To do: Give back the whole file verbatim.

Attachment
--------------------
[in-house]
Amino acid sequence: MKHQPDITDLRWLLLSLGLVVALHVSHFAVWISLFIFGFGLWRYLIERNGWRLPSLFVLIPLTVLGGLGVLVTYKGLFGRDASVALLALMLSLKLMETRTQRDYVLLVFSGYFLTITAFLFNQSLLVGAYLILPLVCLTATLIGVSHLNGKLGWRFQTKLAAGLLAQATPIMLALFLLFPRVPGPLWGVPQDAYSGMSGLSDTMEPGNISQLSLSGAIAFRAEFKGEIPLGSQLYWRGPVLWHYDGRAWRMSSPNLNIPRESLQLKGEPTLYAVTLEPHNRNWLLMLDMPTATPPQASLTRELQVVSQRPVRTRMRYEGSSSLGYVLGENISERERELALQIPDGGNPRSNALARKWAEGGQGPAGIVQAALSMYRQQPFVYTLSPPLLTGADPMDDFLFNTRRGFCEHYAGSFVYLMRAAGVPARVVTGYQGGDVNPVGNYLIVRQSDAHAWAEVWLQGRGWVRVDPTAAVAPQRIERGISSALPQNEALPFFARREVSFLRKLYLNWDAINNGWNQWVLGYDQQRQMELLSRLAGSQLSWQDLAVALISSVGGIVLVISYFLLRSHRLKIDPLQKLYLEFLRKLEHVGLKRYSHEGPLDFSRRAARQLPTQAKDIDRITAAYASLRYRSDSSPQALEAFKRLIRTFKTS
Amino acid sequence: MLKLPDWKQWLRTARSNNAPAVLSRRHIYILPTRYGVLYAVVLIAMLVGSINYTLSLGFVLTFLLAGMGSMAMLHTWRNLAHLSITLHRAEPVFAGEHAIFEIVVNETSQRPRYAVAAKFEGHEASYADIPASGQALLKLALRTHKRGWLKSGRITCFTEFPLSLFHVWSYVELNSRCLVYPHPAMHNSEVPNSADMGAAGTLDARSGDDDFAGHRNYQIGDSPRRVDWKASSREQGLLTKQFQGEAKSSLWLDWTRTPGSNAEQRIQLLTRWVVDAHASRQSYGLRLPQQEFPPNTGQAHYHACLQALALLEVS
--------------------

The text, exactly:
[in-house]
Amino acid sequence: MKHQPDITDLRWLLLSLGLVVALHVSHFAVWISLFIFGFGLWRYLIERNGWRLPSLFVLIPLTVLGGLGVLVTYKGLFGRDASVALLALMLSLKLMETRTQRDYVLLVFSGYFLTITAFLFNQSLLVGAYLILPLVCLTATLIGVSHLNGKLGWRFQTKLAAGLLAQATPIMLALFLLFPRVPGPLWGVPQDAYSGMSGLSDTMEPGNISQLSLSGAIAFRAEFKGEIPLGSQLYWRGPVLWHYDGRAWRMSSPNLNIPRESLQLKGEPTLYAVTLEPHNRNWLLMLDMPTATPPQASLTRELQVVSQRPVRTRMRYEGSSSLGYVLGENISERERELALQIPDGGNPRSNALARKWAEGGQGPAGIVQAALSMYRQQPFVYTLSPPLLTGADPMDDFLFNTRRGFCEHYAGSFVYLMRAAGVPARVVTGYQGGDVNPVGNYLIVRQSDAHAWAEVWLQGRGWVRVDPTAAVAPQRIERGISSALPQNEALPFFARREVSFLRKLYLNWDAINNGWNQWVLGYDQQRQMELLSRLAGSQLSWQDLAVALISSVGGIVLVISYFLLRSHRLKIDPLQKLYLEFLRKLEHVGLKRYSHEGPLDFSRRAARQLPTQAKDIDRITAAYASLRYRSDSSPQALEAFKRLIRTFKTS
Amino acid sequence: MLKLPDWKQWLRTARSNNAPAVLSRRHIYILPTRYGVLYAVVLIAMLVGSINYTLSLGFVLTFLLAGMGSMAMLHTWRNLAHLSITLHRAEPVFAGEHAIFEIVVNETSQRPRYAVAAKFEGHEASYADIPASGQALLKLALRTHKRGWLKSGRITCFTEFPLSLFHVWSYVELNSRCLVYPHPAMHNSEVPNSADMGAAGTLDARSGDDDFAGHRNYQIGDSPRRVDWKASSREQGLLTKQFQGEAKSSLWLDWTRTPGSNAEQRIQLLTRWVVDAHASRQSYGLRLPQQEFPPNTGQAHYHACLQALALLEVS